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Penalties in Government Contracting Fraud Cases in DC

Government contracting fraud is a serious charge that can result in large fines and jail time. Below, a government fraud lawyer answers questions regarding federal government contracting fraud.

What Are The Penalties For Fraud in Government Contracting?

All of these various offenses under the US Code are subject to federal voluntary sentencing guidelines. Often with these government contracting fraud cases, the accused is a legitimate business owner. He/she was reputable enough to attain a government contract in the first place and went through all of the hoops that are required to screen and to vet contractors. So you’re talking about a person who likely has no prior criminal history.  All of that will be taken into consideration in terms of what type of sentence they will receive. But you will often see sentences for shorter periods of incarceration in government contracting fraud than you will for some of the other more serious offenses under the federal code.

The maximum penalty for major fraud against the government in violation of 18 U.S.C. Section 1031 is 10 years’ incarceration and/or a fine of up to $1,000,000.00.  The maximum penalty for violations of 18 U.S.C. Section 287, the false claims statute, is 5 years in prison and/or a fine.  These penalties maybe imposed concurrently, meaning to be served at the same time or consecutively meaning one after the other for each count the accused is convicted by the jury.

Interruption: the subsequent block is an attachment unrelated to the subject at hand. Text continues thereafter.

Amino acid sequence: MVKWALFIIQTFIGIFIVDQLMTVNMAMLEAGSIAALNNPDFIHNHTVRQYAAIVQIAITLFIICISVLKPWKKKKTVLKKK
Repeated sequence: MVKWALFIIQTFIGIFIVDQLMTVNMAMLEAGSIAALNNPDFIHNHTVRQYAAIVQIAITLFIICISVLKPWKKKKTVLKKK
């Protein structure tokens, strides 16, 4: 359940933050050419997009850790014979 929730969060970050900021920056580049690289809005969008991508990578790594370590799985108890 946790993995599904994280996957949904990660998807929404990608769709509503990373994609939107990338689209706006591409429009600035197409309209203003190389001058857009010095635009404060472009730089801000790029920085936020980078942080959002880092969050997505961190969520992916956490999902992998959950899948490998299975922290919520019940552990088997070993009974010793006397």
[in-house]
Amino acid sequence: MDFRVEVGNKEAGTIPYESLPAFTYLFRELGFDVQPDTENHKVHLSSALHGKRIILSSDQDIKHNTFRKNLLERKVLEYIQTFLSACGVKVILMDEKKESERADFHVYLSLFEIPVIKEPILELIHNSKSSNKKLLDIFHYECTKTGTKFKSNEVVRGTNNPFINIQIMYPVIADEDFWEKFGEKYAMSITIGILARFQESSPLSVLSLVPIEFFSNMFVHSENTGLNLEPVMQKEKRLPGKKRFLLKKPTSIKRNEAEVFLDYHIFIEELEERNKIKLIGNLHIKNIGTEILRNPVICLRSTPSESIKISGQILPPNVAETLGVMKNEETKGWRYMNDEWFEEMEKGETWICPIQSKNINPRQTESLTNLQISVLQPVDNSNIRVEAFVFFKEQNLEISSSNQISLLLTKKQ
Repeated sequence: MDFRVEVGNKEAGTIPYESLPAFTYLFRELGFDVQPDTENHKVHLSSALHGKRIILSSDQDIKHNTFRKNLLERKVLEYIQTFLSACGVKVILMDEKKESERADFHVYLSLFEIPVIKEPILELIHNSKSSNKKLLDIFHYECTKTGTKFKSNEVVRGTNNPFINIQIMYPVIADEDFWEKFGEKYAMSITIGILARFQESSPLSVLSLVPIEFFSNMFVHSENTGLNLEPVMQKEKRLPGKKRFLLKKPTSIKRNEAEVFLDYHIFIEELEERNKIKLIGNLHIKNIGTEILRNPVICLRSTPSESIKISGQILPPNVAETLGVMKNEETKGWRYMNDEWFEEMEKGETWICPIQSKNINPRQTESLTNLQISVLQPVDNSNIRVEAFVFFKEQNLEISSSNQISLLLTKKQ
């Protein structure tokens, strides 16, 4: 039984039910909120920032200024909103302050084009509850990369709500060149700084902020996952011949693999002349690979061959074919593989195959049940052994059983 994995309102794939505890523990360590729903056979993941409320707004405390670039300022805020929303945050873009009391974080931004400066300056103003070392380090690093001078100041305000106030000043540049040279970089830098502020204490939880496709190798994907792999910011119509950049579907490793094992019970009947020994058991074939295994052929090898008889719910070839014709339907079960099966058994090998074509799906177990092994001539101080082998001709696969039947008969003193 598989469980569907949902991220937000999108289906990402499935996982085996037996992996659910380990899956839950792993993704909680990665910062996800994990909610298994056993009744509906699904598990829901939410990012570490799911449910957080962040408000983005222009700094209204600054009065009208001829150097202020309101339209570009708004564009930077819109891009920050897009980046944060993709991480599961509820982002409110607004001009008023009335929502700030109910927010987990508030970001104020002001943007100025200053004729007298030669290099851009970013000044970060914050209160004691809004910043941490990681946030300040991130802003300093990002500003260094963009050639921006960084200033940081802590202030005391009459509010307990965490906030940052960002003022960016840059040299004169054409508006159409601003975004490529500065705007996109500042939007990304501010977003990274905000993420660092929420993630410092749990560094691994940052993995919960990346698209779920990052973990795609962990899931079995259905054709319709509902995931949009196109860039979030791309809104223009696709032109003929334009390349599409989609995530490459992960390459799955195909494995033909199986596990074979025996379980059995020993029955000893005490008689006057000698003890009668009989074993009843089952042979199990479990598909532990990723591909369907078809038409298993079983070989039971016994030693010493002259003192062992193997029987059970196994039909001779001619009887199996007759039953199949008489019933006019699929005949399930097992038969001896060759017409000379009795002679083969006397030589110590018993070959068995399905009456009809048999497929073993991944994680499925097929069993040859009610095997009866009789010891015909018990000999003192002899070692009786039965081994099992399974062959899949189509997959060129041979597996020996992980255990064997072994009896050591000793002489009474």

What Are The Long Term Implications of a Fraud Conviction?

In the government contracting context, a person could be ordered to pay large monetary penalties for the alleged amount of loss that was taken from the government. Additionally, you can be debarred or no longer allowed to contract with the government in the future. For some companies, that can have devastating consequences. For example, if you are a military defense contractor like Lockheed Martin or Honeywell for example and you do all of or the majority of your business with the government, this could ruin your business.  If such a contractor were convicted of government contracting fraud, then their entire business model would be upset by these convictions. In such a scenario, it would be almost impossible for such a company to carry out their business plan, which is developing weapons and various technologies that can be used in military services.  Thus for some contractors, debarment from contracting with the government would mean financial ruin.

What Makes The Government Contracting Fraud Cases Unique in Terms of The Process of The Cases?

Well one of the things that makes it unique is often the government will have the ability to use documents that were authorized by the clients. The documents will have the client’s signature. They were submitted to the government by the client. It becomes unique because of the involvement between your client’s business and/or a government agency or a government contractor or subcontractor. It becomes more difficult to offer explanations as to why this document bears my client’s signature and contains false information if he/she was not trying to commit fraud.

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